Johnson & Johnson agreed to buy Synthes Inc. for $21.3 billion in the biggest purchase of the company’s 125-year history, to become the leader in the $5.5 billion market for devices that treat trauma victims.
Synthes holders will receive 159 Swiss francs a share in cash and stock, the companies said in a statement today. That’s 8.5 percent above the closing price yesterday and 15 percent higher than April 15, the last trading day before West Chester, Pennsylvania-based Synthes said it was in talks. The shares of Synthes trade in Switzerland.
J&J will gain a majority in the trauma market with the acquisition, Chief Executive Officer Bill Weldon said on a conference call. The purchase also gives J&J a device company with an operating margin of 35 percent, the highest among medical-products makers with stock values of more than $5 billion. New Brunswick, New Jersey-based J&J, the world’s second-biggest seller of health products, has had more than 50 drug and device recalls since the start of 2010.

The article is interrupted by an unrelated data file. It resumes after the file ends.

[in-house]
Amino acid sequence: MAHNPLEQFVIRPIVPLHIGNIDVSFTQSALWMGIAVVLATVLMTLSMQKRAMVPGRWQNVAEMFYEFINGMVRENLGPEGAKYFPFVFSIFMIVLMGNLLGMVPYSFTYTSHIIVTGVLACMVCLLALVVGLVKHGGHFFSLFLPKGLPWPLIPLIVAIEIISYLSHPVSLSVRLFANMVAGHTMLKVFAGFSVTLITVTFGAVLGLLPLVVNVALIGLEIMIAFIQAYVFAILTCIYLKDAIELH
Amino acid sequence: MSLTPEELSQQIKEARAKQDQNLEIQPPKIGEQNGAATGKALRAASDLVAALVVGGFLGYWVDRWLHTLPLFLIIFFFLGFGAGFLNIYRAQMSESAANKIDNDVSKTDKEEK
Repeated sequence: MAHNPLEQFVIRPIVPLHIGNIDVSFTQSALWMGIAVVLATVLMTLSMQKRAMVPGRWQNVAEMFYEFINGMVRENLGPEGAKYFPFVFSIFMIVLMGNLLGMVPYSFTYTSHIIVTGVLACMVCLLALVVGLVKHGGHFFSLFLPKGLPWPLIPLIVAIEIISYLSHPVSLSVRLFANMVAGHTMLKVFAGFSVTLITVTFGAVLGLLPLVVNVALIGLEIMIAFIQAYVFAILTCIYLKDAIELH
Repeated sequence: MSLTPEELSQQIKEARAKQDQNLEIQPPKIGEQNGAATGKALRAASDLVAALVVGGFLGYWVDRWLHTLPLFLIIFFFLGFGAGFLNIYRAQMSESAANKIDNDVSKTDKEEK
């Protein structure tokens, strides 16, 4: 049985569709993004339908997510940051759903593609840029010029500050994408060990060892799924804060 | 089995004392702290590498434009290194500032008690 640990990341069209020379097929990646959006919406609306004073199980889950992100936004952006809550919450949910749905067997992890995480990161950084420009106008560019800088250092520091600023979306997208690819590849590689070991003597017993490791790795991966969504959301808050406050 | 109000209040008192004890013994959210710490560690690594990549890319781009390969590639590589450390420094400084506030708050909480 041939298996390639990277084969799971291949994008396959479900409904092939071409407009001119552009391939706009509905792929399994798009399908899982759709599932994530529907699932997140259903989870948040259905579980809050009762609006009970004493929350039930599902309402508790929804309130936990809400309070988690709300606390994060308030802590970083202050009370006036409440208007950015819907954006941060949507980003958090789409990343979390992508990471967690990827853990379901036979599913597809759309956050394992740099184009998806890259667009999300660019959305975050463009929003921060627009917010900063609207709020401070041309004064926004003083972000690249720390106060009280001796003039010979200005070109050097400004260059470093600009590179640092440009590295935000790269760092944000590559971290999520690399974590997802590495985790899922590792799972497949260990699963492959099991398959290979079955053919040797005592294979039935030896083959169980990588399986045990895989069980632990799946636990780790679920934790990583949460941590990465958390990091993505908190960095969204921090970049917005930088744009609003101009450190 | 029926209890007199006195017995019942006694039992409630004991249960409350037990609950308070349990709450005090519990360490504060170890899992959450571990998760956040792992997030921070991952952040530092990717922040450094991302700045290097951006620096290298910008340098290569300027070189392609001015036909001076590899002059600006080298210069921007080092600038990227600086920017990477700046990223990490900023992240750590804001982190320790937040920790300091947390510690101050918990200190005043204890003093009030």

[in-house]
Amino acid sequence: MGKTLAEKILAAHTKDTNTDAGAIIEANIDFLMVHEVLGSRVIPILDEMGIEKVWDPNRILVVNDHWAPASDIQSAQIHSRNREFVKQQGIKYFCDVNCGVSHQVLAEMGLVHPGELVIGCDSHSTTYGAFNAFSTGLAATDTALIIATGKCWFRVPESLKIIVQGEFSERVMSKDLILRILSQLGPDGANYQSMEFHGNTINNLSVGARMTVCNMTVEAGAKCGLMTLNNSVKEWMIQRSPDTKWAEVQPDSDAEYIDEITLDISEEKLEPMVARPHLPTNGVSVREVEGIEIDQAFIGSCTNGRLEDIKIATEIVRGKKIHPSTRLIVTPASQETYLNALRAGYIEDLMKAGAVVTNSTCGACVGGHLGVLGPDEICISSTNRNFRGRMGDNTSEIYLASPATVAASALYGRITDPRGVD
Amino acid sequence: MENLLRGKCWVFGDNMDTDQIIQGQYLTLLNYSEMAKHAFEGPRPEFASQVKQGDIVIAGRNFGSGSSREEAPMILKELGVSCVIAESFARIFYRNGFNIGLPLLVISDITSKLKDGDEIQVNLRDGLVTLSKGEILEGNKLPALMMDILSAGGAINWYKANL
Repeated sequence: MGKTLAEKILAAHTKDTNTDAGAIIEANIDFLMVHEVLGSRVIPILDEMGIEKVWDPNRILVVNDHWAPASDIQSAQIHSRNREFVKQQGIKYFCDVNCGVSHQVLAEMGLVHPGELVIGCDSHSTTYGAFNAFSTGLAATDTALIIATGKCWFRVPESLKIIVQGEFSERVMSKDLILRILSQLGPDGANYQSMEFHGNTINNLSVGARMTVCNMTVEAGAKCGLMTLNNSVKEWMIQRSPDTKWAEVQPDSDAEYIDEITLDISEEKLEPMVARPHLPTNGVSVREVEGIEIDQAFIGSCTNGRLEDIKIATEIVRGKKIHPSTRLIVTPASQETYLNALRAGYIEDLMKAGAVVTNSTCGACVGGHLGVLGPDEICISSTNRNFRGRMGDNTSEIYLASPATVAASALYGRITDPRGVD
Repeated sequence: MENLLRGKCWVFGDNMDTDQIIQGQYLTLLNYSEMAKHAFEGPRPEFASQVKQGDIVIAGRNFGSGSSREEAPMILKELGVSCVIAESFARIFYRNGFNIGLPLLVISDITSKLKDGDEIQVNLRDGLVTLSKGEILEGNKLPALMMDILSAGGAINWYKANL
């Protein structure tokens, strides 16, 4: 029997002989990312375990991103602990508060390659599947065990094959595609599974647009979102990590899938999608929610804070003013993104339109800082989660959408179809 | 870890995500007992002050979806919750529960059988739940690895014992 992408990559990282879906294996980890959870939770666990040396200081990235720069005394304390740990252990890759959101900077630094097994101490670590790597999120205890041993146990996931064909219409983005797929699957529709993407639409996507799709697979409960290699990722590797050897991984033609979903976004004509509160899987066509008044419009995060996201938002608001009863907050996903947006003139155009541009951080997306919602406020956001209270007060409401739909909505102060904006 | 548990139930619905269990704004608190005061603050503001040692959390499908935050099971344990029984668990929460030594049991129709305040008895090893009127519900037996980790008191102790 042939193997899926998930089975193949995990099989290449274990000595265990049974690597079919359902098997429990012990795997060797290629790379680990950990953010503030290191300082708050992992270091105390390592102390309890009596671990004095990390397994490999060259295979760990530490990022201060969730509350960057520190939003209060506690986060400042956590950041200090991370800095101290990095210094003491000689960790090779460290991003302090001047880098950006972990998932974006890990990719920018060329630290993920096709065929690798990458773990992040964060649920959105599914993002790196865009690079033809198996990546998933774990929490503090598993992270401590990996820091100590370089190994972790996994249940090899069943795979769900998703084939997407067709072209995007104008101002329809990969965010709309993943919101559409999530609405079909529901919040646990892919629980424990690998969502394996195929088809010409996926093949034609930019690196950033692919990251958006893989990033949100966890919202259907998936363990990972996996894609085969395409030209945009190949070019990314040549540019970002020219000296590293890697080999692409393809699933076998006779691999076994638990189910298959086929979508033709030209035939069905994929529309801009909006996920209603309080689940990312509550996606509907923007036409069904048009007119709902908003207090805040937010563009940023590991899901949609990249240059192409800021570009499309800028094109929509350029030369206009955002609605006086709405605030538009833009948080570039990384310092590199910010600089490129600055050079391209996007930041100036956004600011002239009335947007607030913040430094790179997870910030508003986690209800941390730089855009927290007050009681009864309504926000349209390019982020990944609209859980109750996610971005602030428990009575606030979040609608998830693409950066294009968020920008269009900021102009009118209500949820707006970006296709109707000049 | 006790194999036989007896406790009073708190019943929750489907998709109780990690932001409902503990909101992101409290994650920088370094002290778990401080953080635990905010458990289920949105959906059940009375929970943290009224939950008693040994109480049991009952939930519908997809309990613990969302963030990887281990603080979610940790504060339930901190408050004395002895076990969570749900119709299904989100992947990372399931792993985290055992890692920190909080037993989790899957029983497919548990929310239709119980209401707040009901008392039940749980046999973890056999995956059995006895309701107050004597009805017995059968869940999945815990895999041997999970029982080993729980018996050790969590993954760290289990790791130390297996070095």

“Very infrequently do you ever see an opportunity for a company like Synthes to come into play with J&J,” Weldon said on the call. “We just thought this was an extraordinary opportunity and the time was right.”
Synthes already has 50 percent of the market for sales of screws, plates, bone grafts and other products to treat skeletal injuries, “as well as scale and margins,” Navid Malik, an analyst with Matrix Corporate Capital LLP, said in an interview today. “It certainly complements J&J’s orthopedics business.”
The acquisition will lead to increased competition and will benefit doctors, customers and patients, Alex Gorsky, vice chairman of J&J’s executive committee, said on the conference call. “We believe we will not be any required to make any divestitures and if there are any, they will not materially impact the transaction.”